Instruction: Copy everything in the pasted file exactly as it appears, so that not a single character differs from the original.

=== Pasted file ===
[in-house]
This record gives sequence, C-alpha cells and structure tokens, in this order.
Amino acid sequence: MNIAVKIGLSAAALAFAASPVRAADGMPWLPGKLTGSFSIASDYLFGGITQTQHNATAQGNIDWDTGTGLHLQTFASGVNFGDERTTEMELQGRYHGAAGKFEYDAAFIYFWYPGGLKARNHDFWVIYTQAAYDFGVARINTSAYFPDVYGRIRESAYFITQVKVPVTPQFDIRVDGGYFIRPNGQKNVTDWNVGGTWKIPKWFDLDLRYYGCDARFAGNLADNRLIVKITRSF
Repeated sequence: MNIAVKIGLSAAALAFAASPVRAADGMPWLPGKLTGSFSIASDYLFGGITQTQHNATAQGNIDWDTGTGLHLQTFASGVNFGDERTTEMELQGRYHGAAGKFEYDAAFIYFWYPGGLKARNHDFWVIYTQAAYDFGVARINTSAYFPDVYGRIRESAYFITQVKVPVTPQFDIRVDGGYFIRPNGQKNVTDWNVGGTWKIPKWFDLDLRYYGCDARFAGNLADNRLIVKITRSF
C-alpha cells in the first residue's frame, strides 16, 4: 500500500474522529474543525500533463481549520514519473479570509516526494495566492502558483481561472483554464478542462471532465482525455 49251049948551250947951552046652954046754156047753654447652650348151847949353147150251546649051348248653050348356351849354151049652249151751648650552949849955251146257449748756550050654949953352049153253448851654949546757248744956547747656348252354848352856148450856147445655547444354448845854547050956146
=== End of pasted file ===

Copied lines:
[in-house]
This record gives sequence, C-alpha cells and structure tokens, in this order.
Amino acid sequence: MNIAVKIGLSAAALAFAASPVRAADGMPWLPGKLTGSFSIASDYLFGGITQTQHNATAQGNIDWDTGTGLHLQTFASGVNFGDERTTEMELQGRYHGAAGKFEYDAAFIYFWYPGGLKARNHDFWVIYTQAAYDFGVARINTSAYFPDVYGRIRESAYFITQVKVPVTPQFDIRVDGGYFIRPNGQKNVTDWNVGGTWKIPKWFDLDLRYYGCDARFAGNLADNRLIVKITRSF
Repeated sequence: MNIAVKIGLSAAALAFAASPVRAADGMPWLPGKLTGSFSIASDYLFGGITQTQHNATAQGNIDWDTGTGLHLQTFASGVNFGDERTTEMELQGRYHGAAGKFEYDAAFIYFWYPGGLKARNHDFWVIYTQAAYDFGVARINTSAYFPDVYGRIRESAYFITQVKVPVTPQFDIRVDGGYFIRPNGQKNVTDWNVGGTWKIPKWFDLDLRYYGCDARFAGNLADNRLIVKITRSF
C-alpha cells in the first residue's frame, strides 16, 4: 500500500474522529474543525500533463481549520514519473479570509516526494495566492502558483481561472483554464478542462471532465482525455 49251049948551250947951552046652954046754156047753654447652650348151847949353147150251546649051348248653050348356351849354151049652249151751648650552949849955251146257449748756550050654949953352049153253448851654949546757248744956547747656348252354848352856148450856147445655547444354448845854547050956146